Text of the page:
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More trails

The Mormon and Lewis and Clark are two of six trails in our state listed on the Travel Iowa website.

The others are:

— Dragoon Trail: This 200-mile-long roadway follows the Des Moines, Boone and Raccoon Rivers and commemorates an 1835 trek by U.S. Army dragoons. Dragoons were mounted infantry who scouted the area after the Black Hawk Purchase.

— The Cody Trail: Honoring Iowa native, Buffalo Bill Cody, this short, Eastern Iowa trail makes a great day trip culminating with a visit to the American Pickers Store in LeClaire. Its unusual collection is identifiable by an antique car out front. The store is open and follows CDC guidelines to keep staff and visitors safe. A few miles away is Buffalo Bill’s boyhood home.

— Historic Route 6 Trail: Most Eastern Iowans have driven the stretch of US Route 6 between Iowa City and the Amana Colonies. It is the longest continuous highway in America, stretching from Provincetown, Mass., to Long Beach, Calif. Cross country motorists defy the Chicago area’s dense traffic and pierce Nevada’s lonely desert.


— White Pole Trail: Although we haven’t driven this western Iowa trail, it sounds intriguing with its references to Bonnie and Clyde and Jesse James’ robberies.

Other driving trails include the Great River Road along the Mississippi River and the Underground Railroad that ushered slaves north to freedom. The former offers scenery while the latter history. While not necessarily a marked trail, motorists can plot a route based on the website.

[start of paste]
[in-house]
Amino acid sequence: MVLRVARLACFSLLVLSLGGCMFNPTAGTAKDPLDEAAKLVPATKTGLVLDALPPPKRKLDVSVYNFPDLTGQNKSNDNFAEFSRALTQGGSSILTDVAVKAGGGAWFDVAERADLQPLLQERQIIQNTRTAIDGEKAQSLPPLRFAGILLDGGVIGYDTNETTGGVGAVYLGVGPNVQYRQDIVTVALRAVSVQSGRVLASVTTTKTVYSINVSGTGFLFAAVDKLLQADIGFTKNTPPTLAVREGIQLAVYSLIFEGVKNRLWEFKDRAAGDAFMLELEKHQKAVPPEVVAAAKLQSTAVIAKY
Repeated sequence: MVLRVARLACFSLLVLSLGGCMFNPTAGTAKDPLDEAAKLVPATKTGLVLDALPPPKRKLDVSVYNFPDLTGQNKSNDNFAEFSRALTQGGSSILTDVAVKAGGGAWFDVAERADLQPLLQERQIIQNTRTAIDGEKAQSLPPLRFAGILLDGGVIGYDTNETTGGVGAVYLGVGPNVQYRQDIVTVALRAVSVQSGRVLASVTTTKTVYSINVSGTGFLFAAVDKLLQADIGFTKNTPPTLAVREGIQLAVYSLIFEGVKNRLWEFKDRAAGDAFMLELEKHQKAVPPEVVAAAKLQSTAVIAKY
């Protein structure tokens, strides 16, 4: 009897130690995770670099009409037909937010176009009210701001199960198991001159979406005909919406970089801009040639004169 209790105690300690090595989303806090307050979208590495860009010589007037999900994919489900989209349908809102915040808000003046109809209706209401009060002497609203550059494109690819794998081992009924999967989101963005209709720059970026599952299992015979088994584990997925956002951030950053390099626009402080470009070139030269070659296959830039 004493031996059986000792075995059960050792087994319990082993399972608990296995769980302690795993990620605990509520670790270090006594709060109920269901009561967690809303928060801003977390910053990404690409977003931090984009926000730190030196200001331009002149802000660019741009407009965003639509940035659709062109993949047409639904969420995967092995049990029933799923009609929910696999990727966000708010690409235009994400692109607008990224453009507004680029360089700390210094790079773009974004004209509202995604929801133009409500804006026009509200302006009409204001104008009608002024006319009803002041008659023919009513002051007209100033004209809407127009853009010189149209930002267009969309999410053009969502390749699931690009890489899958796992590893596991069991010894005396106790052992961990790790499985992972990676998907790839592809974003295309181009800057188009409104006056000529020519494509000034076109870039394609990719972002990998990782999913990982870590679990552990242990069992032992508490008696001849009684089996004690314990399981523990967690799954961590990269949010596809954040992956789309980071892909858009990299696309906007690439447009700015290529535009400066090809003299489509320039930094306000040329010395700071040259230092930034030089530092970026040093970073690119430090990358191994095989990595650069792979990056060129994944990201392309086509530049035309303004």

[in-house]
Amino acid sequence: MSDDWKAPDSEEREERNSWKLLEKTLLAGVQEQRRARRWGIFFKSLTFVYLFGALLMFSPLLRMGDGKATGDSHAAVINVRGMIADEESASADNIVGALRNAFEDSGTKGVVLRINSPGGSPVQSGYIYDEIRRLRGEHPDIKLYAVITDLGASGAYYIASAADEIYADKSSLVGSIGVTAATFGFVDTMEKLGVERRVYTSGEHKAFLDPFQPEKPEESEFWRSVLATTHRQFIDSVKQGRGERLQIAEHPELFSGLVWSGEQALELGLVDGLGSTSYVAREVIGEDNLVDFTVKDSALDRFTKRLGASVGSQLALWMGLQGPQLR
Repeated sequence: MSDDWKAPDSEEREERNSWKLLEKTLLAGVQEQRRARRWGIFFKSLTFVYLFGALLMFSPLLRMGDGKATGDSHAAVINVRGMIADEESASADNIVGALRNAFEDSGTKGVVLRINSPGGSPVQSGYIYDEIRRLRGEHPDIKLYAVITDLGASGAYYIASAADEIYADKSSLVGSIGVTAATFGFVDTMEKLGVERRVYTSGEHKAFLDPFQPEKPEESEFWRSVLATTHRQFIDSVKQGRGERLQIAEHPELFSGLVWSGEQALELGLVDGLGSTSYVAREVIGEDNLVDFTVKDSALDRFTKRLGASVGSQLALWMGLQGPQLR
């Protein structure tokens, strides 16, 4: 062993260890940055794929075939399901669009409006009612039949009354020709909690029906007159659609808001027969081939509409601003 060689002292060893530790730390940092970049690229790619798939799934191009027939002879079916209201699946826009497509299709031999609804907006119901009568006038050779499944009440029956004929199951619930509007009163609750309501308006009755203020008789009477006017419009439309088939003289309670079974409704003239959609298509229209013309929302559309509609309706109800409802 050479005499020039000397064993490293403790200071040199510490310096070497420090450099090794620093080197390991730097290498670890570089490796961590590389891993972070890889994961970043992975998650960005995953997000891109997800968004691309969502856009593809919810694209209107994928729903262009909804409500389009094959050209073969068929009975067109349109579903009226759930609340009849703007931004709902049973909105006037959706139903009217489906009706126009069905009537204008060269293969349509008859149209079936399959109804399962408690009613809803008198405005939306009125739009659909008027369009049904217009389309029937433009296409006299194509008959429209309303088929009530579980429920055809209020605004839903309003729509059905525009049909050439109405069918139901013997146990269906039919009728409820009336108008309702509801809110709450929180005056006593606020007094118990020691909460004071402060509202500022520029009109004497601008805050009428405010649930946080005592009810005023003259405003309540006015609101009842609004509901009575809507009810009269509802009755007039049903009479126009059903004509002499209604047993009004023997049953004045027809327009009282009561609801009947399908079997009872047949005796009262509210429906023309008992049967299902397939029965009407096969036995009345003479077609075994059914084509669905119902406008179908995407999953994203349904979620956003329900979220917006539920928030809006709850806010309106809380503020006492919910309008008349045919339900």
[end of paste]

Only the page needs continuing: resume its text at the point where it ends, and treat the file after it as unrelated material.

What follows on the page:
Bicycle and hiking trails

Late 20th Century trails were far different from the pioneer trails of the 1800s. They’re designed for fun and exercise, rather than paths followed by explorers and emigrants.

Names can be confusing. For example, the Lewis & Clark National Heritage trail is mostly a driving experience. Not so our many national recreation trails. Cedar Rapids’ Sac and Fox National Recreation Trail is the granddaddy of dozens of relatively new trails that cater to muscle powered activities.

In the 1960s, the former Bureau of Outdoor Recreation began designating national trails. The National Park Service now administers the program. In the early 1970s, the Cedar Rapids Parks Department established a muddy route on the newly acquired Cedar River Greenbelt. The Sac and Fox became Iowa’s First National Recreation Trail and remained lightly developed until it was improved and lengthened in 1990.

Many other trails soon followed, often amid strident controversy. When the Cedar Valley Nature Trail was proposed to link Cedar Rapids with Waterloo, it met strong political resistance, mostly from adjoining landowners who feared cyclists and hikers would commit crimes. Trail proponents persisted and today it’s one of Eastern Iowa’s most popular trails. Serious crime didn’t materialize.

Many Eastern Iowa trails were blocked and closed by tree wreckage from the August derecho. They are gradually reopening.

Even in the COVID-19 era, Eastern Iowans can enjoy carefully planned day and overnight trips to intriguing historic and recreation trails. They traverse quaint, restful bits of Iowa’s Americana.

Along the way are such interesting stops as the Dutchman’s Store in Cantril, the American Gothic Home in Eldon, the Kate Shelley High Bridge near Boone and dozens more.


We can all use a bit of settling in this unusual year. As Roy Rogers and Dale Evans sang, “Happy Trails to You!”